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Taste of the SouthTaste of the South

Taste of the South Southern Pies & Cobblers 2019

Taste of the South helps you savor the unique dishes, cooking personalities and culinary destinations of the South - and now you can enjoy every single page on your tablet! For readers who love Southern cooking or simply experimenting with new flavors, this magazine is a guidebook. Taste of the South is for those who have a passion for good food, at home and on the road. Every issue is a guide to Southern lifestyle.

Country:
United States
Language:
English
Publisher:
Hoffman Media
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6 Issues

IN THIS ISSUE

access_time1 min.
taste of the south special issues

EDITORIAL EDITOR Daniel Schumacher MANAGING EDITOR Mary-Kate Tucto FOOD EDITOR Sarah Ward ASSISTANT EDITOR Georgia Clarke RECIPE EDITOR Fran Jensen SENIOR COPY EDITOR Rhonda Lee Lother COPY EDITOR Barbara McCarthy EDITORIAL ASSISTANT Daniel Dubuisson CREATIVE DIRECTOR/PHOTOGRAPHY Mac Jamieson SENIOR PHOTOGRAPHER John O’Hagan PHOTOGRAPHERS Jim Bathie, William Dickey, Nicole Du Bois, Stephanie Welbourne Steele SENIOR DIGITAL IMAGING SPECIALIST Delisa McDaniel DIGITAL IMAGING SPECIALIST Clark Densmore GROUP CREATIVE DIRECTOR Deanna Rippy Gardner ART DIRECTOR Cailyn Haynes STYLISTS Courtni Bodiford, Sidney Bragiel, Caroline Blum, Kim Chiselko, Lucy Finney, Mary Beth Jones, Beth K. Seeley TEST KITCHEN DIRECTOR Irene Yeh ASSISTANT TEST KITCHEN DIRECTOR Melissa Gray FOOD STYLISTS/RECIPE DEVELOPERS Laura Crandall, Ashley Jones, Kathleen Kanen, Tricia Manzanero, Vanessa Rocchio, Elizabeth Stringer ASSISTANT FOOD STYLIST/RECIPE DEVELOPER Anita Simpson Spain DIGITAL MEDIA MARKETING DIRECTOR Tricia Wagner Williams MARKETING COORDINATOR Vicky Lewis SENIOR ONLINE EDITOR Courtney duQuesnay DIGITAL DESIGNER Stephanie Lambert ADMINISTRATIVE HUMAN RESOURCES DIRECTOR Judy Brown Lazenby IT DIRECTOR Matthew Scott Holt DEALER PROGRAM MANAGER…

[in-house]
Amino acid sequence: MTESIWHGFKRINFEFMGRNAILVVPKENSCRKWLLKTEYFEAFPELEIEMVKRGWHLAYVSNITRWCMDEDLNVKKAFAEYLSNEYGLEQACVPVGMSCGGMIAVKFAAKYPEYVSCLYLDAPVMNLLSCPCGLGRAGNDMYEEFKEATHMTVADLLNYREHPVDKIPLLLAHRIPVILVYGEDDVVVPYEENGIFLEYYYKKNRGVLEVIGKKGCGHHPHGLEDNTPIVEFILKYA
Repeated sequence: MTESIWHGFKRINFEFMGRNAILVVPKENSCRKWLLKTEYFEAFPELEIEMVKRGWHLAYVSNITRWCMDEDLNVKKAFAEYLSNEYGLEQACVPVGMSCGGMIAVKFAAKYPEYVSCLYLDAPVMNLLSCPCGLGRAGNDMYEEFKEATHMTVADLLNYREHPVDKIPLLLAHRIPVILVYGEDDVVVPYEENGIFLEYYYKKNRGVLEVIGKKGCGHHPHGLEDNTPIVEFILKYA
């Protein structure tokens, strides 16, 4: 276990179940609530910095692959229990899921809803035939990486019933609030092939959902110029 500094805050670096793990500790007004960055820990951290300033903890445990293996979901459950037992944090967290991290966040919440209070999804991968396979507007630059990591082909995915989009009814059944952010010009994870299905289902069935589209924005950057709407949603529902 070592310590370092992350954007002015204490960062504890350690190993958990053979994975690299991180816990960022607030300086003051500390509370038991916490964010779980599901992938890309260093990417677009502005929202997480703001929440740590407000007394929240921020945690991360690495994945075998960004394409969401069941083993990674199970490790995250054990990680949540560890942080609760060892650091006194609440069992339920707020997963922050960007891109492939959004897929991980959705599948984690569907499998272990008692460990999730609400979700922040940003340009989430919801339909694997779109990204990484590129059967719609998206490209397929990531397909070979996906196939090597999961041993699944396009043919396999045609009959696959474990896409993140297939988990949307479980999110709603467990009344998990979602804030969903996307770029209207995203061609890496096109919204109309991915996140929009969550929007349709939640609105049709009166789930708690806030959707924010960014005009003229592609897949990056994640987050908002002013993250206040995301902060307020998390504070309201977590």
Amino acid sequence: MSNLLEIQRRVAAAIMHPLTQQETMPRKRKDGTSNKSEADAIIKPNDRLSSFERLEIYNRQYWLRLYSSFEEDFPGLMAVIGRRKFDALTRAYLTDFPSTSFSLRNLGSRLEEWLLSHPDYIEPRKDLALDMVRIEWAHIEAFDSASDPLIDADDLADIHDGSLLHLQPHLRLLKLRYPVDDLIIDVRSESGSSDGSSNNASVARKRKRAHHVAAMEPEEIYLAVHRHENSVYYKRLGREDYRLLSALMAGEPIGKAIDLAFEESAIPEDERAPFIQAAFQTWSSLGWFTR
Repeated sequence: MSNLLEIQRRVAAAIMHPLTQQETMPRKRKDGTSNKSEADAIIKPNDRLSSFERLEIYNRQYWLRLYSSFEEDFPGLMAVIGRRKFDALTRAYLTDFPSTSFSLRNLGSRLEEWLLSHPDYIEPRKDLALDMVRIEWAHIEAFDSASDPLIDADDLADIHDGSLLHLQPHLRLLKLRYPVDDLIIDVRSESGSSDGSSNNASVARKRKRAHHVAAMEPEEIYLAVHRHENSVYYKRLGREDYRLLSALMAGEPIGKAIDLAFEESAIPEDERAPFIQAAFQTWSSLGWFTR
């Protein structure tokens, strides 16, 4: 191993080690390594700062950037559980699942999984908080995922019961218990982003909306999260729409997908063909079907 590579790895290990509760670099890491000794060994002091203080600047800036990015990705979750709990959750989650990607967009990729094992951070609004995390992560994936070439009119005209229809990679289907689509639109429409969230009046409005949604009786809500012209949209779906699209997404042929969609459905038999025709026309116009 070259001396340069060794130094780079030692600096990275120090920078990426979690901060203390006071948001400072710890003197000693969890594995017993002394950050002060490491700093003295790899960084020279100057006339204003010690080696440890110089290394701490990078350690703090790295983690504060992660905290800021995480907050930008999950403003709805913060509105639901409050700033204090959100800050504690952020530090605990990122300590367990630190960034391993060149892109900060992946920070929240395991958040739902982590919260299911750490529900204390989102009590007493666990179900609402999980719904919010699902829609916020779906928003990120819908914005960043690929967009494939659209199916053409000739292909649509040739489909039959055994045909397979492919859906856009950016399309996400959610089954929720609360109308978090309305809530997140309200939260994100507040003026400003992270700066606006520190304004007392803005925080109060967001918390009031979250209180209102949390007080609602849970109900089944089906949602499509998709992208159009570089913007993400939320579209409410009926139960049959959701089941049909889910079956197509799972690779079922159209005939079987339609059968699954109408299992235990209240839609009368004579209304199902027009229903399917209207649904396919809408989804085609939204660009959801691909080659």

access_time1 min.
editor’s letter

FLOUR. SUGAR. BUTTER. SALT. Like many parts of Southern cooking, these four ingredients are humble on their own, but combined they make magic. A tender, flaky piecrust or fluffy cobbler topping is the kind of thing that brings families together and makes for a perfect ending to a beautiful meal. When you add the season’s ripest fruits, it’s even better. Whether you’re a pie person or a cobbler connoisseur (I’m firmly on Team Pie but will happily dig into a warm blackberry cobbler), this special issue of Taste of the South will be a gold mine for you. Alongside all the tarts, crisps, pies, and cobblers, you’ll also find a wealth of savory options, such as the Sausage and Fennel Cobbler (page 92) and Pimiento Cheese Hand Pies (page 93). As summer…

access_time2 min.
tips & tricks